The thyroid plays an important role in the body. It releases thyroid hormones that control metabolism. Metabolism is a process where the food you eat is broken down or transformed into energy. All parts of the body require energy to function correctly. Metabolism is like a generator in a real-world situation. It takes in raw energy and uses it to drive a big machine in a factory.
The thyroid produces thyroxine(T4) and triiodothyroxine(T3) hormones that control metabolism. Thyroxine contains four iodide atoms, while triiodothyroxine contains three iodide atoms. These hormones communicate to cells on the amount of energy to use. When the thyroid is properly working, it releases the right number of hormones to keep metabolism optimal.
But, if it’s not functioning well, it may overproduce hormones, a condition known as hyperthyroidism, or underproduce hormones, a condition known as hypothyroidism. These conditions may result in the growth of the thyroid and need serious medication before it gets worse. The thyroid is a small butterfly-shaped organ located in the front of the neck wrapped around the trachea.
If you or someone you know is under thyroid medication but still not recovering well, read this article to the end to get an overview on thyroid medication.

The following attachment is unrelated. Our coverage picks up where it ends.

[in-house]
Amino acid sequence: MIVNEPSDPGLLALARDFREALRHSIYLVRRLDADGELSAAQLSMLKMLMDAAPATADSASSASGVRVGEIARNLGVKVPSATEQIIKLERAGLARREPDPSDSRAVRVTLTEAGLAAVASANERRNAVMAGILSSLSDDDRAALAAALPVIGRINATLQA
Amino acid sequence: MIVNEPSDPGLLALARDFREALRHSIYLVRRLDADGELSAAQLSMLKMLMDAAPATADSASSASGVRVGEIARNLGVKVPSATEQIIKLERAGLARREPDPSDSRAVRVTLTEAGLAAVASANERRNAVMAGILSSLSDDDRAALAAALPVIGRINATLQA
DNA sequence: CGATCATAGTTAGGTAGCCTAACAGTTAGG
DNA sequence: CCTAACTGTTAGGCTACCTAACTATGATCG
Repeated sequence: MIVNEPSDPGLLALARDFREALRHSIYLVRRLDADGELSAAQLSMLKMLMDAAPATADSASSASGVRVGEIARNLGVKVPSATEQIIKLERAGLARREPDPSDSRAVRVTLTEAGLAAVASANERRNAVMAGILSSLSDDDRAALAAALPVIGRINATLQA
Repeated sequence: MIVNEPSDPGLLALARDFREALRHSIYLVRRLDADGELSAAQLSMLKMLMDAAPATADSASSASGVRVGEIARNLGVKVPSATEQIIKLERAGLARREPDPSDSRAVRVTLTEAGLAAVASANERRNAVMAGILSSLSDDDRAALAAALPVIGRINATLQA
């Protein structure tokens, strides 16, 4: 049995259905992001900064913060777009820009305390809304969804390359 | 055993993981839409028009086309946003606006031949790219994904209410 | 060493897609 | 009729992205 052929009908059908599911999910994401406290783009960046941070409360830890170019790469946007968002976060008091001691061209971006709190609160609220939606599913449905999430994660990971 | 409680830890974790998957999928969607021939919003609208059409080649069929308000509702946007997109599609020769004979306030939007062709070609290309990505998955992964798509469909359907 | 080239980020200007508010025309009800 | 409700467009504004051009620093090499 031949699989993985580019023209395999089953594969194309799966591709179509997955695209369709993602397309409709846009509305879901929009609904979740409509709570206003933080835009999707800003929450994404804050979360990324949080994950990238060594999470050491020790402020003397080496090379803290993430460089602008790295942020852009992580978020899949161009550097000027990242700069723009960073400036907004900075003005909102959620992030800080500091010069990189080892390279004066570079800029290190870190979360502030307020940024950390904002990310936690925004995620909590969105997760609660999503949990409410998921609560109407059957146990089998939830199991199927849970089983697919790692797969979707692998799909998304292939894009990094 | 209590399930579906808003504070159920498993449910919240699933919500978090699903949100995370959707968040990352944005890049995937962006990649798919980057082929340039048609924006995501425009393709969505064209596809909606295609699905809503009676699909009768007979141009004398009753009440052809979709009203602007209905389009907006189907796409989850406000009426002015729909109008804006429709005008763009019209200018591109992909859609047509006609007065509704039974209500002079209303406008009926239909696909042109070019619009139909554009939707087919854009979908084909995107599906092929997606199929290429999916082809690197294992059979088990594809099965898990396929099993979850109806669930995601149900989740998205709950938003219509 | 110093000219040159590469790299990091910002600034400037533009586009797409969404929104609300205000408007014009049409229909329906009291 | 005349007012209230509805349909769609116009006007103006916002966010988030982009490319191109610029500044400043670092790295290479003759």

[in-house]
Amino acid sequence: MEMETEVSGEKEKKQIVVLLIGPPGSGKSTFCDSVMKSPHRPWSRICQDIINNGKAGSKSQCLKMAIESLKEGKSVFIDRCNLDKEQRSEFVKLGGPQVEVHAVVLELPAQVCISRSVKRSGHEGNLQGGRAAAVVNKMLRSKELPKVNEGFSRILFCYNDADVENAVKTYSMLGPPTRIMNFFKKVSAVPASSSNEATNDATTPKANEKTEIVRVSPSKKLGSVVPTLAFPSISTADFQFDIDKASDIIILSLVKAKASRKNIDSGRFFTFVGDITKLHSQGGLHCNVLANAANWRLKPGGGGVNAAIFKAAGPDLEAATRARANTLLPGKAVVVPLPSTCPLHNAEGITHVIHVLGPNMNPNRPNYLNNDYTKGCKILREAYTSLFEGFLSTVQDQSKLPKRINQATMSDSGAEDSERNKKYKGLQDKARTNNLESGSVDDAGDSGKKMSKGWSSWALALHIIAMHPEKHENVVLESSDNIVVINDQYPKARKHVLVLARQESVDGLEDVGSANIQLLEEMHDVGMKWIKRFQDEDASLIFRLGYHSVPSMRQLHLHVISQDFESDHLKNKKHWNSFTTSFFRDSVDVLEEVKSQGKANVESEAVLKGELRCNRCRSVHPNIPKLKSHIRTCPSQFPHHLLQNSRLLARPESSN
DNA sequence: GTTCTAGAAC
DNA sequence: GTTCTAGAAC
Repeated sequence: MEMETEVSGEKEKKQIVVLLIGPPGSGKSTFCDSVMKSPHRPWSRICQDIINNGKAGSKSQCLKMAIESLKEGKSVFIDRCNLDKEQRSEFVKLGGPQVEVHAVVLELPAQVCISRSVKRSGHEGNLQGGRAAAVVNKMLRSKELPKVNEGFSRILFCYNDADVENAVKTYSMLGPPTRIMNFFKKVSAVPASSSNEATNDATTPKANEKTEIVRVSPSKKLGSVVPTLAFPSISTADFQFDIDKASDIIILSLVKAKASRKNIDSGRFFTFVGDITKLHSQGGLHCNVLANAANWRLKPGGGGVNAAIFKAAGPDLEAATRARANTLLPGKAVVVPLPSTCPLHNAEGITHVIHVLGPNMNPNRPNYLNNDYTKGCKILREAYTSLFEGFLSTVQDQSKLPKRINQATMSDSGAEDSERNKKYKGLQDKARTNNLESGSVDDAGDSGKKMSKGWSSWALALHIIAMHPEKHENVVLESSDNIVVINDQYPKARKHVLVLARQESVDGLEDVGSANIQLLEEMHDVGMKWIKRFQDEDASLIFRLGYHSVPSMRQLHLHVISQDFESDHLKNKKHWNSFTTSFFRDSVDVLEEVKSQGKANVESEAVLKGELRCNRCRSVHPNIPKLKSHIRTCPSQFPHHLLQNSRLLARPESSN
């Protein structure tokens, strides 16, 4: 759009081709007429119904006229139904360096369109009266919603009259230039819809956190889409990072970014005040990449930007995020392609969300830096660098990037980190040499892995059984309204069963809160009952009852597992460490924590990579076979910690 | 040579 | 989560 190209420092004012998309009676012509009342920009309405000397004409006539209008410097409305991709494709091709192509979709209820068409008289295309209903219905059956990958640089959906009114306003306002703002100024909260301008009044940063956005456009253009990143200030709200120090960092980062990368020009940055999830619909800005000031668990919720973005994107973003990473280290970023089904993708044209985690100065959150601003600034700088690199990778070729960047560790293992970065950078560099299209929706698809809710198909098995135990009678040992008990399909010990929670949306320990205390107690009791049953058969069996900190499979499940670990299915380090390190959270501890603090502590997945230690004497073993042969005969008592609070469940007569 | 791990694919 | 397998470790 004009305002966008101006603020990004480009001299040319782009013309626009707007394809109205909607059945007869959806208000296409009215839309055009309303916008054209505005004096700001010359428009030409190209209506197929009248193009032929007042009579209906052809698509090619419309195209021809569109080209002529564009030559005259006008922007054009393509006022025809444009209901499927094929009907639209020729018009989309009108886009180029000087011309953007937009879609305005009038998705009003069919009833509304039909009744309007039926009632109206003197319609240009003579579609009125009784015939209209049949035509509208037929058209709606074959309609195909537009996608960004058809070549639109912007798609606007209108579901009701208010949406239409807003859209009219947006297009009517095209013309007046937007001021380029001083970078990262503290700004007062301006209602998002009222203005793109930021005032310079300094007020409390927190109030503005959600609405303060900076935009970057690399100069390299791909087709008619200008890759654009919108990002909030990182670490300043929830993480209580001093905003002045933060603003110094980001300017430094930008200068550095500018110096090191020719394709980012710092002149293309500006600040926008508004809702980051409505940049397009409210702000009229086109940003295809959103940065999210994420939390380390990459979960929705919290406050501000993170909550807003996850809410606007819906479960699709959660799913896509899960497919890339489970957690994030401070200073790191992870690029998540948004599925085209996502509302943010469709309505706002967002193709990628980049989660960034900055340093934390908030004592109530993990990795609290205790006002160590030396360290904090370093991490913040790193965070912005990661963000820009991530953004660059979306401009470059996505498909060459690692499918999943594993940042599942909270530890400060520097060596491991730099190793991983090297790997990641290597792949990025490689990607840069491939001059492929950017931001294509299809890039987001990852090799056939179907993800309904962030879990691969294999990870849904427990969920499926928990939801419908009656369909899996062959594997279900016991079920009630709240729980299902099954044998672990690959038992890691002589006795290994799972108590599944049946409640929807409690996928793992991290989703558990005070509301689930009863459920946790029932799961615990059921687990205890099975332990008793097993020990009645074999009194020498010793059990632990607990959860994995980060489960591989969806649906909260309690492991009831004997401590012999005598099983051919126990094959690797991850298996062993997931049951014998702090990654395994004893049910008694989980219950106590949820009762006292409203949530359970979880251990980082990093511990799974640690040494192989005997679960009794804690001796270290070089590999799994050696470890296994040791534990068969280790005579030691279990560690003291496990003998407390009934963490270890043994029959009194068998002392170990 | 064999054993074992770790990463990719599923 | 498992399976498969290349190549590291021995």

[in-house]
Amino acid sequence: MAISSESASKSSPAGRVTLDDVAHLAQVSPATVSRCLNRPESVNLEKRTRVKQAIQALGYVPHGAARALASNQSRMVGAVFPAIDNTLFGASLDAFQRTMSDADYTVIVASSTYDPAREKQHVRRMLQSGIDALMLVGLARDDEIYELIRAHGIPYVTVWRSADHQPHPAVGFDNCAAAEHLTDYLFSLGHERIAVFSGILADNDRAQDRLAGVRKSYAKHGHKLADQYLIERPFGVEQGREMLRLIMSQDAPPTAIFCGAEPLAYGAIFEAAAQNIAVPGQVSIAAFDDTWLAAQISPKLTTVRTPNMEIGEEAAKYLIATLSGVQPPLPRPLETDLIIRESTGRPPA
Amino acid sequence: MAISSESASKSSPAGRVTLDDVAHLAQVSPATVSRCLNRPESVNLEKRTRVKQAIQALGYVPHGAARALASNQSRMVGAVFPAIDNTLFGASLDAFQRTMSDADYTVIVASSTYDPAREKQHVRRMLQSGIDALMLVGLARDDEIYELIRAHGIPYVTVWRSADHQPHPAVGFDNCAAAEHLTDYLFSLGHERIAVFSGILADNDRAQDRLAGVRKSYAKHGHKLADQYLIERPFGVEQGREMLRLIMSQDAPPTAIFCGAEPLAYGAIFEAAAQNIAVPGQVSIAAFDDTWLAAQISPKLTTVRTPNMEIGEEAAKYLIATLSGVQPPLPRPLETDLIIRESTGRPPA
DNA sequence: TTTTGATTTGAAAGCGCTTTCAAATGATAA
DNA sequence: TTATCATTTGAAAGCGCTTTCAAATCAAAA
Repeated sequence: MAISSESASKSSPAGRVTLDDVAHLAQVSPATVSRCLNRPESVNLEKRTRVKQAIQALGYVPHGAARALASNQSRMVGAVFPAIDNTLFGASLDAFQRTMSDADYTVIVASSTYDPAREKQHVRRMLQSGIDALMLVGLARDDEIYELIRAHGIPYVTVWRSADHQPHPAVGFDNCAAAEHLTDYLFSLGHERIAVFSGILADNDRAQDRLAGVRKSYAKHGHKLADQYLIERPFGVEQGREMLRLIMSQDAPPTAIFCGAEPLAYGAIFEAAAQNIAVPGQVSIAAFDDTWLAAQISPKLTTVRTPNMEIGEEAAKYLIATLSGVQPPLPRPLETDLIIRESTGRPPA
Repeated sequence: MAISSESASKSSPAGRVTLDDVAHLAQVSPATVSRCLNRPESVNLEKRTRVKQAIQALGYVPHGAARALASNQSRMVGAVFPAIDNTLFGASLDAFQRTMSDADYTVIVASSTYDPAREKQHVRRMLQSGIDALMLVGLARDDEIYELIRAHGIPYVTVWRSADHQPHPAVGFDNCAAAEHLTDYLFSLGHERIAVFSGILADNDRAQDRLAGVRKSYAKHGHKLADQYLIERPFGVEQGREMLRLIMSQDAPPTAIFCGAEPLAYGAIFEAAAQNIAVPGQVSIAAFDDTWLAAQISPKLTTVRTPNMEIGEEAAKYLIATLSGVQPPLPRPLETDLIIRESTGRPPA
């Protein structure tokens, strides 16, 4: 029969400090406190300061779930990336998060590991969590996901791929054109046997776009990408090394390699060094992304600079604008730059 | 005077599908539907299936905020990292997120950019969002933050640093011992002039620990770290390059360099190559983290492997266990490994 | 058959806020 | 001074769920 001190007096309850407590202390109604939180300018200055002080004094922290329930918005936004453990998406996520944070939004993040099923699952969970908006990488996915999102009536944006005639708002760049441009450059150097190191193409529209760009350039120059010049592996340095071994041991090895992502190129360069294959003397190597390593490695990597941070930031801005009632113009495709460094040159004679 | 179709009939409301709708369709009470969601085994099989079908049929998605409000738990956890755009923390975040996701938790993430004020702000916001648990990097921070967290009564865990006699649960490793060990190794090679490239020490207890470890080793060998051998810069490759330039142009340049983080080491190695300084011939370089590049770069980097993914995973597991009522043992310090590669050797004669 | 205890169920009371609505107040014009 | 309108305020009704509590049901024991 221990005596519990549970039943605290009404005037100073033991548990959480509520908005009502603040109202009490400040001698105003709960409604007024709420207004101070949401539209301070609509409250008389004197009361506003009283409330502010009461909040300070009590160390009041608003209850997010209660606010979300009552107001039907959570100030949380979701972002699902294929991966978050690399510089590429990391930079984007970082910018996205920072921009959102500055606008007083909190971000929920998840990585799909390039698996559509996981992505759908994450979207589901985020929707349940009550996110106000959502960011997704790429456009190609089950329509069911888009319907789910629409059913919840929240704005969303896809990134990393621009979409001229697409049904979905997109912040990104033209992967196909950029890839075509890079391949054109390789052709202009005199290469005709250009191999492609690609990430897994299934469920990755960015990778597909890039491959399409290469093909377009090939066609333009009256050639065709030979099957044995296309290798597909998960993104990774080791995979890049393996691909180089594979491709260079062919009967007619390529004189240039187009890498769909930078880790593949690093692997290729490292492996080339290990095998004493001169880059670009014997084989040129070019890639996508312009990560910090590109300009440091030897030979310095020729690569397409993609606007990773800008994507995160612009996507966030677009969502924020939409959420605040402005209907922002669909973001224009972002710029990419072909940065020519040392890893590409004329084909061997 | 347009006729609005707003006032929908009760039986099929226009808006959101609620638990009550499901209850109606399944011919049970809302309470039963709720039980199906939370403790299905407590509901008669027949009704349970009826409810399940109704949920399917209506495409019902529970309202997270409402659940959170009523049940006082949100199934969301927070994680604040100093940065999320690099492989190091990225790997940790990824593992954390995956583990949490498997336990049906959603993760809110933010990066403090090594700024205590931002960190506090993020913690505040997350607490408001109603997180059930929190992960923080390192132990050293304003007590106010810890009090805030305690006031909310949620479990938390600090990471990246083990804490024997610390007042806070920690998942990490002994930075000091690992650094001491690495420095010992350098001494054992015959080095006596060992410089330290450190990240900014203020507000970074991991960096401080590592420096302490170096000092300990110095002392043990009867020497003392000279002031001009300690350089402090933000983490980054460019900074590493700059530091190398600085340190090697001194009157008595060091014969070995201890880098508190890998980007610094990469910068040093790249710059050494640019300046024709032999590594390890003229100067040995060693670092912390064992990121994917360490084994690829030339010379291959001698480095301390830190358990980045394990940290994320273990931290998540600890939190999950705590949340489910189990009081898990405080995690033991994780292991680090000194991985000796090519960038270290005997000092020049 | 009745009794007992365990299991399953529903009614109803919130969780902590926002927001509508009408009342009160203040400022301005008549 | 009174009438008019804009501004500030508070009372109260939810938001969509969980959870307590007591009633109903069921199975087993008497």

While you may think that Synthroid is the only medication for thyroid, other three types of medications can be used to remedy thyroid, especially an underactive thyroid. The first one is T4-containing medications like Levoxyl, Tirosint, and Levothyroxine. The second one is T3-containing medications such as compounded T3 and Cytomel. Finally, there’s a combination of T4/T3 medications such as compounded T4/T3 medications, WP Thyroid, Armour, and Nature-Throid.
In most cases, people with Hashimoto’s might not be able to convert T4 to T3. These people might end up experiencing unresolved thyroid symptoms such as hair loss, fatigue, weight gain, and depression even when under medication. The active component in Synthroid is T4, while T3 is the most metabolically active hormone in the thyroid.
Unlike other medications, thyroid medications have a narrow therapeutic index. The doses are prescribed in micrograms, and a small variation in dosage can lead to either overdose or underdosing. Side effects of overdosing are chest pain, insomnia, weight loss, abnormal heartbeat, excessive sweating, and irritability. Symptoms of underdosing include fatigue and loss of hair. So, monitoring your medication is important to avoid such side effects.
Sometimes, you may not experience any of these symptoms, but you can monitor your response to thyroid medication by performing Free T3, Free T4, and TSH tests. When taking these tests, it’s advisable not to take your thyroid medication a few hours before the test, as taking them may affect the accuracy of the test results.